Trutko is new evidence that Soviet-style forced psychiatry has reemerged in Russia as a weapon to intimidate or discredit citizens who tangle with the authorities, according to human rights activists and some mental health professionals. Despite major reforms in the early 1990s, some officials are again employing this form of repression.

“Abuse has begun to creep back in, and we’re seeing more cases,” said Lyubov Vinogradova, executive director of the Independent Psychiatric Association of Russia, an advocacy group. “It’s not on a mass scale like in Soviet times, but it’s worrying.”

In those years, tens of thousands of dissidents were wrongfully subjected to forced hospitalization, sometimes for years, based on trumped-up diagnoses of “schizophrenia.” Dissidents were said to exhibit inflexibility of convictions and nervous exhaustion brought on by anti-government activities. “Reformist delusions,” the Soviets called it. If you were against communism, in other words, you were insane.

Some of the new cases have been abetted by institutions or doctors involved in it in the Soviet period. Trutko, who is originally from Uzbekistan, was diagnosed at the Serbsky Institute for Social and Forensic Psychiatry in Moscow, one of the most infamous of the Soviet institutions that imprisoned dissidents. It remains a secretive institution that has never faced up to its repressive past, according to human rights groups.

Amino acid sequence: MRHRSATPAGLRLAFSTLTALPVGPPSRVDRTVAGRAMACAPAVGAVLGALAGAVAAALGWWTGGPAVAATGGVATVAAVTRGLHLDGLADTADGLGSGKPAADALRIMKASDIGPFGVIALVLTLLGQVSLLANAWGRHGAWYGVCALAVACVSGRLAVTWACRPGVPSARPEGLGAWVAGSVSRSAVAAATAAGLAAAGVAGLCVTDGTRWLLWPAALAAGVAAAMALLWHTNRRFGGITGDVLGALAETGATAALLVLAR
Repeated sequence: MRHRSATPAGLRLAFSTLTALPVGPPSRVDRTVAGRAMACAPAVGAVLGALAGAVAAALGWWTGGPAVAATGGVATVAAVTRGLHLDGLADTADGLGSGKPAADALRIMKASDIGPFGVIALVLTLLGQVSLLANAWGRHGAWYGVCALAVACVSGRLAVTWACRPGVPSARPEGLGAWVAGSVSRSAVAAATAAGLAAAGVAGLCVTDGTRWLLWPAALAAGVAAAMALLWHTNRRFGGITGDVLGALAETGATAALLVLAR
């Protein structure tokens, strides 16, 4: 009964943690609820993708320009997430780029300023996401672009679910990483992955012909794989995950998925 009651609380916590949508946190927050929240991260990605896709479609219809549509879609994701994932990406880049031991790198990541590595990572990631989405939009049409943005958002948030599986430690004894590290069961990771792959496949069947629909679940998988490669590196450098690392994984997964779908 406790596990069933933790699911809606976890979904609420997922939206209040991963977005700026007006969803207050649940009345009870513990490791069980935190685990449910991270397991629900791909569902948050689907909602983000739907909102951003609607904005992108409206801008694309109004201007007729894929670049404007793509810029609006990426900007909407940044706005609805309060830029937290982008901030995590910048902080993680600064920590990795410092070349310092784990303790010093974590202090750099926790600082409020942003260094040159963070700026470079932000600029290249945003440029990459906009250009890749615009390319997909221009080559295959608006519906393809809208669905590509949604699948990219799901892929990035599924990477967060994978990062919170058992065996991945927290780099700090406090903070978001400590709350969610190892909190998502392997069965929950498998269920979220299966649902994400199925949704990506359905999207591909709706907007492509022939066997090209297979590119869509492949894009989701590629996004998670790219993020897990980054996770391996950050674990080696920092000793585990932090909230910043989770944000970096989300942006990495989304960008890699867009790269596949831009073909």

As recently as 2001, the institute’s director, Tatyana Dmitriyeva, denied that the Soviet Union engaged in any more psychiatric abuse than Western countries, according to the report “Human Rights and Psychiatry in the Russian Federation” by the Moscow Helsinki Group.

One of signatures on Trutko’s official evaluation, which declared she had paranoid personality disorder, is that of Yakob Landau, a longtime Serbsky psychiatrist who headed the institute’s notorious Unit No. 4 during Soviet days.

Officials at the institute, a walled and forbidding complex in central Moscow, said no one was available to comment for this article. Investigators in Trutko’s case declined to comment.

The charge that psychiatry is again being abused is not universally accepted within the profession. “The problem of forced treatment or psychiatric persecution existed more than 20 years ago, but it was solved. And since then I haven’t heard of any case of forced psychiatric examination or treatment,” said Vladimir Rotstein, president of Public Initiative on Psychiatry, an advocacy group.